Thursday, March 5, 2015

No artist is an island

Site crew Alex Wylde and JonJo McEvoy helped unload, before the next sculpture.

One of my students texted me today, to congratulate me for my work appearing in an article "Ten of the Best" in The West Australian newspaper today.

In my reply I thanked her for bringing it to my attention.

I also thanked Cherie for her support over the years it took me to make it.

(Years before she had also helped me obtain the kiln in which most of the work was fired.)

I later clarified my thoughts in a conversation with fellow studio artist Carol Rowling.

This is a summary and expansion of that conversation.

While my motivation to create good art may contribute to this small success, is only part of the story.

Success never comes overnight. The ninety-nine percent perspiration, one percent luck rule also applies in the arts.

But this too, does not fully explain how I was able to dedicate two and a half years to making one, two piece artwork.

One of the reasons why people work together, in any organisation. and in my case the Robertson Park Artists Studio, is it makes it so much easier.  We support each other, share in the lows and highs, and gives another reason to come into "work". documents the build.

We also share the financial, administration, cleaning etc workload of maintaining the studio, the physical space in which the artwork was created

Most discussions of Artists Studios or Artist Run Initiatives focus sharply on this aspects.

But again, these fail to capture a much more critical aspect.  Who supports us?

In the arts, audiences are an afterthought.  This is because it comes after the making.  Fair enough, let's set that aside for now.

Something is still missing from explaining the whole process of art making.

Our families and friends provide substantial financial, social, and moral support to us, in order of us to be artists.  They are often publicllly acknowledged.

But on their own, over an extended period the burden of supporting single-minded overclocking artists such as us, can eventually be too much.  I speak from personal experience.

So we have developed a larger support group.  Around eighty students attend the studio on a regular basis, providing both financial, social, and moral support for all five studio artists.  In return we share what we know and have learnt, plus share our studio space and time with them.  Many are also artists.

Then there is the families and friends of these students, who encourage and provide financial, social, childcare and moral support for the students, so they can come to the studio, to the classes and workshops.

All up I guess there must be around 350 people who have either directly or indirectly supported myself, while I created the 700 kg sculpture.

Then there is the board and 16 staff members of the nonprofit organisation that organises every aspect of the Sculpture by the Sea event. On top of that are 56 Consultants, Temporary Staff & Interns who assist them in organising and running this exhibition. Alex and JonJo in the picture above were two of these people.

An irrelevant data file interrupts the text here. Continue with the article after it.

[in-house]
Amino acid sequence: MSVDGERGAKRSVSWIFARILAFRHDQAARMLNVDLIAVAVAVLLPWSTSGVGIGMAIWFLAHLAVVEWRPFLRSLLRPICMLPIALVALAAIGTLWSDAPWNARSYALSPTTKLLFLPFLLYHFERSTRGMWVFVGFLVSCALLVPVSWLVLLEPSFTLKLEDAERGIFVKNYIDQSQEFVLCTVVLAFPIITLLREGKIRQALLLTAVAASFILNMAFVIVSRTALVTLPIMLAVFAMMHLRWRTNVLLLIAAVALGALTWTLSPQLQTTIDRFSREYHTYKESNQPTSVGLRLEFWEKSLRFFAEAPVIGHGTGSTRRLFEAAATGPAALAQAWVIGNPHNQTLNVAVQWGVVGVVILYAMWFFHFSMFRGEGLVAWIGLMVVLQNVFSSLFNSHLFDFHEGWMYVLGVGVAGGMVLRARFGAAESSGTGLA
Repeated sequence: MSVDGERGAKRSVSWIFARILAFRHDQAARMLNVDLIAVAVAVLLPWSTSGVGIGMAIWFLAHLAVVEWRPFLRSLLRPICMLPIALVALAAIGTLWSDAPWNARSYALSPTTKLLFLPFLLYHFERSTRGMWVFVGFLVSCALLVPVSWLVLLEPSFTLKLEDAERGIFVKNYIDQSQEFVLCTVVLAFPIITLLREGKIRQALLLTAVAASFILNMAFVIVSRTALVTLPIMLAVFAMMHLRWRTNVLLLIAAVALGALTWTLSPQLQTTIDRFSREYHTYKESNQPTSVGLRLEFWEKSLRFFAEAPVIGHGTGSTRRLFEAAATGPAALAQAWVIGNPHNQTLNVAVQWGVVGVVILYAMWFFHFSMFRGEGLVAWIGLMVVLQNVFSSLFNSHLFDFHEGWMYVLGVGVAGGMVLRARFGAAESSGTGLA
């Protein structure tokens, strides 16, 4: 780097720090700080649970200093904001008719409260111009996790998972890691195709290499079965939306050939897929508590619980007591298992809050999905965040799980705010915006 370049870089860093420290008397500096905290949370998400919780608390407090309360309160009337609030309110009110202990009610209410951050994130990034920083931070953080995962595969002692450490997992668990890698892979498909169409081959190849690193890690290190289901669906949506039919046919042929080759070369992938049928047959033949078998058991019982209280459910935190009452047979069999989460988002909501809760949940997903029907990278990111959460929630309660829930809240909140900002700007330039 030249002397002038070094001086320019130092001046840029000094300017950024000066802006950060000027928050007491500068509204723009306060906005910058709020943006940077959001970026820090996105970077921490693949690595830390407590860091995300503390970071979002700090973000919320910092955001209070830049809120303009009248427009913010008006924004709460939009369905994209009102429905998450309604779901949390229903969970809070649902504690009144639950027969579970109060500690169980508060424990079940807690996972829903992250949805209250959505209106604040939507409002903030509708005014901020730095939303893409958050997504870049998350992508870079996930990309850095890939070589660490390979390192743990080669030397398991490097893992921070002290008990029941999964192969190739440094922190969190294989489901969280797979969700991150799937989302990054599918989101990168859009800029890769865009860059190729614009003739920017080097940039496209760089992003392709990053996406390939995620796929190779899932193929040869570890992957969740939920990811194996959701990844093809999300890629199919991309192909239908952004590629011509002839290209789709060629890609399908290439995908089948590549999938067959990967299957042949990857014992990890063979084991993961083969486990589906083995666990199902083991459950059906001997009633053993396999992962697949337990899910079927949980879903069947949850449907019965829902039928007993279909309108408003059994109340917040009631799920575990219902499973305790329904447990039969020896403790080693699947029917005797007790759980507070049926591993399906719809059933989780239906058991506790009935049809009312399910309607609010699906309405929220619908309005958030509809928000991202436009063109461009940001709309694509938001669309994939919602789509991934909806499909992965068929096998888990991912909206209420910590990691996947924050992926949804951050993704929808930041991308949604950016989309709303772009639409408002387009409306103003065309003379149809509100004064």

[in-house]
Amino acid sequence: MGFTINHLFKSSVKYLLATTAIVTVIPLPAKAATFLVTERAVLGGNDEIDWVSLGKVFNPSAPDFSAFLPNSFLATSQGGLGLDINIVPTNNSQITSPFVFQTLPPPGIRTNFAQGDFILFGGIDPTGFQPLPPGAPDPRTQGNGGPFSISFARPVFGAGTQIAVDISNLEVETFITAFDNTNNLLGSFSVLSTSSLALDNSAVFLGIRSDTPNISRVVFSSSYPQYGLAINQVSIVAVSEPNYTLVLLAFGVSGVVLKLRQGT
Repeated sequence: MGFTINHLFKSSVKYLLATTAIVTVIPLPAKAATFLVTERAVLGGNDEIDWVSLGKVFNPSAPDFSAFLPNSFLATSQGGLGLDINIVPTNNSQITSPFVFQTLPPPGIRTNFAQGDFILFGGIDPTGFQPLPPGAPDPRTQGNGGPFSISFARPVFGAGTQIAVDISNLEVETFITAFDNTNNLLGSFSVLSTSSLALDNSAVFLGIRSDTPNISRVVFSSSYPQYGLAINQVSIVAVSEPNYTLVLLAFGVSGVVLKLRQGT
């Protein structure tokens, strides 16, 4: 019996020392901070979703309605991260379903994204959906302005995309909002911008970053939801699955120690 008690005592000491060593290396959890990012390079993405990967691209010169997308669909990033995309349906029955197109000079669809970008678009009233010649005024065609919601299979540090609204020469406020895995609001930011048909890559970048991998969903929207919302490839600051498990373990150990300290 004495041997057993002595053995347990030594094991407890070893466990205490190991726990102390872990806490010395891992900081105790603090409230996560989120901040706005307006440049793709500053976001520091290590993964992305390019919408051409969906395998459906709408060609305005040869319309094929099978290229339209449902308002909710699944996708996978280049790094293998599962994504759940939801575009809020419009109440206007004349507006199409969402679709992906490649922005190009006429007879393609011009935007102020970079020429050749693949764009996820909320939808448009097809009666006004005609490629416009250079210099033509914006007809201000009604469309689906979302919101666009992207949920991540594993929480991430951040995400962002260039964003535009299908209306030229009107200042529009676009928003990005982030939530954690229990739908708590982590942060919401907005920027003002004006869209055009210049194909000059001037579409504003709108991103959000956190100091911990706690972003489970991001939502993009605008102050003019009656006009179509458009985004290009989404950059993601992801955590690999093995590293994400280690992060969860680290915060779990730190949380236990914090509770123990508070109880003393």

Then there are over 300 people and organisations who have freely donated $250 to hundreds of thousands of dollars, to help fund Sculpture by the Sea.

Then there is my photographer, the photographers from the newspapers and journalists and Arts Editor...

So what is the total so far?  670?  700?

I'm honoured to be part of such a large and generous team.

So why does the 200,000-250,000 people who come to the exhibition see only my name next to the artwork?

Making spaces for Art

As a critic once wrote:

"... artists gotta to make art ... '

But where?

A few months ago I reached out to Maria Miranda, who is writing a PhD on artist's spaces

Really I can't recommend enough, that you read her blog

She has been uncovering all sorts of nocks and crannies where real art is been made around Australia.

I recommend you start at her earlier blog entries and work forward.

Maria also alerted me to the local  Paper Mountain's forthcoming second exhibition and forum on Artist-Run Initiatives (ARI), this time with a national focus. Unfortunately both their events look to be too narrow in focus: perhaps as would be expected for such a young organisation, focusing only on it's immediate (chronological and geographic) peers.

I know of at least half a dozen other local collective ARI and Artist Run Spaces (ARS)  which are missing from their list.

ARI is a new slogan and label for those artists studios with a government grant seeking agenda.

This may not have been their initial intention.

But if art projects are poorly planned and budgeted, then they quickly lead to incorporation (see advise at, elections, agenda and minutes taking, so they can then access government grants to bankroll their ambitions.  Not surprising Paper Mountain staff are feeling this pressure and have just released fundraising t-shirts with the logo: "Make Art Not Admin?".

I hope it's not too late for them to learn that artists studios work best on the KISS principal and it's always best to be inclusive, rather than exclusive within the arts community.

Let's hope Paper Mountain can pull themselves together, because their heart is in the right place.

So, let's go read Maria's blog: and
and learn about other long lived, quirky and fun artists studios and galleries.


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